If there is any country that has managed to flatten the curve when it comes to the rising cases of Corona virus than we must applaud the efforts of South Korea. They have come this far, without a lockdown, no transport ban or without their international entry being closed. They have achieved a remarkable feat of entirely curing 41% of the 9,137 Corona virus infected nationals.
There has been a gradual slowdown in the number of new reported cases. To this, Mike Ryan, head of the World Health Organization's Health Emergencies Program was quoted as saying that “They've been able to make tactical decisions regarding schools, tactical decisions regarding movements, and been able to move forward without some of the draconian measures." 
Dr Lee Wang-jun, CEO of Myongji Hospital and chairman of Korean Hospital Association, in a specially organized webinar the UN Office for Disaster Risk Reduction (UNDRR) said that among 9,137 confirmed Covid-19 patients, a total of 3,370 cases have been discharged by South Korea, and what more all of them have fully recovered.
Jointly planned by UNDRR and WHO for a total number of 900 disaster management and health specialists hailing from 105 countries, so that they can learn from the Korean model, taking it as a successful example. 
According to Dr. Lee Korea has taken a four pronged approach to deal with this pandemic
The UNDRR Report mentioned that the first policy that South Korea undertook to combat the Coronavirus was to promote an environment of complete openness and transparency when it came to sharing latest information with relation to new infections via the Korean Centre for Disease Control with all the stakeholders comprising of the media as to where, when and how the infections were discovered and investigated,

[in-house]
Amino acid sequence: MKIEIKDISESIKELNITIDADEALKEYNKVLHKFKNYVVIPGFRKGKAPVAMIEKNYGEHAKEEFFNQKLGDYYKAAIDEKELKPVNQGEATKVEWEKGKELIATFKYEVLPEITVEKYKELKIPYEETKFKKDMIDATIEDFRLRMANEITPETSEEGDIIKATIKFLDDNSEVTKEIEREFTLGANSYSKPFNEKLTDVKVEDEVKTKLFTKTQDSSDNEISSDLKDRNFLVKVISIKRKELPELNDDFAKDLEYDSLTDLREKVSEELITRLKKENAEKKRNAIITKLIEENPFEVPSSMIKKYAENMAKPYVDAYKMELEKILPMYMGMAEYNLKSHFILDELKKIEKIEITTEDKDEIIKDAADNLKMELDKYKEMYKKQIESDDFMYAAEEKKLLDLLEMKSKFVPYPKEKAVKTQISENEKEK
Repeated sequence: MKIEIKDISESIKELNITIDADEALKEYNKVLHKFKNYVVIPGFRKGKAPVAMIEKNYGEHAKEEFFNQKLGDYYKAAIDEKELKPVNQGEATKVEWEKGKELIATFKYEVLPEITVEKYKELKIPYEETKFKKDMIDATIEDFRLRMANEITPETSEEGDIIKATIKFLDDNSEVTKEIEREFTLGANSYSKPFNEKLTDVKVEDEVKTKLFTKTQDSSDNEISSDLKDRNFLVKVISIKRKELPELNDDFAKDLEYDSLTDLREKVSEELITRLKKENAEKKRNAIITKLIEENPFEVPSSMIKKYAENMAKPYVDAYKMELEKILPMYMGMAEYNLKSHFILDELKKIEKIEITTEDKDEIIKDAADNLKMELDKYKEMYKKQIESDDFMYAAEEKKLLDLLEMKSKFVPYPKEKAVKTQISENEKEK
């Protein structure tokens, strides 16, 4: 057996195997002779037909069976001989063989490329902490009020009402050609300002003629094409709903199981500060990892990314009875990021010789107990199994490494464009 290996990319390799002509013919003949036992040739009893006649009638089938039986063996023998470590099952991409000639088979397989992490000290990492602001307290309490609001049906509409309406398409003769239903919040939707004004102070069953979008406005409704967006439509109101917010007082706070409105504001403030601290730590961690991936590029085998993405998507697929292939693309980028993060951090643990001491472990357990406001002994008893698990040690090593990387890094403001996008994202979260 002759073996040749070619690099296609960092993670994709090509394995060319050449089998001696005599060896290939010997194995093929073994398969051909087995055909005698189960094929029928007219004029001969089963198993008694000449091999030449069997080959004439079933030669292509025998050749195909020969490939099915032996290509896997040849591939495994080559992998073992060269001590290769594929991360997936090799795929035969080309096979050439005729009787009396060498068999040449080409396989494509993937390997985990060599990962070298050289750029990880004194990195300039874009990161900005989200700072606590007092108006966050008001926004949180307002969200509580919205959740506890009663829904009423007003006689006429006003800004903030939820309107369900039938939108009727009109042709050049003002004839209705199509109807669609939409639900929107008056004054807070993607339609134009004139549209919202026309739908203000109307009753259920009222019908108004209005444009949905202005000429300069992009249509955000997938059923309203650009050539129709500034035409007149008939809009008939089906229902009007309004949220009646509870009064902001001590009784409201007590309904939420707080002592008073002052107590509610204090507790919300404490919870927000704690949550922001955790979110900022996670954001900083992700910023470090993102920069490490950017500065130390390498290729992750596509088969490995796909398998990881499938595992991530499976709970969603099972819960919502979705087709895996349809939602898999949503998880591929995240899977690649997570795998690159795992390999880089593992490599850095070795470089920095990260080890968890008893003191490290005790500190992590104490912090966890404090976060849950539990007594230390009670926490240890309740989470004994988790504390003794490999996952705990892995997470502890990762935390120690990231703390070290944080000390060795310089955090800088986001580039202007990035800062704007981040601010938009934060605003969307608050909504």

Second approach was to in Containment and Mitigation which was commenced as early as December 30, when the first case was reported in China.  There was an increased focus on identifying the infected patients, and thereafter isolating them to help prevent the spread in the community.
Third approach was to bring in to action a system of triage and treatment that was developed in 2015 during the outbreak of MERS (Middle East Respiratory Syndrome). This system of triage basically comprised of five isolation hospitals for critical and severe cases, whereas mild to moderate cases were sent to a network of community hospitals. In order to accommodate new hospital beds Hotels, gyms and residential centres were developed. 
And lastly, the fourth and the strongest approach undertaken by Seoul was the production of diagnostic kits coupled with massive screening along with drive-through and walk-through test centres. Also, there was a fast-tracking of diagnosis of suspected cases. These kits were equipped with a weekly diagnostic capability of 430,000.
To this, Kang Kyung-wha, the foreign minister of South Korea in his discussion with BBC said that main lessons from her country’s approach was pre development of virus testing much before it has started recorded a major number of infected cases.

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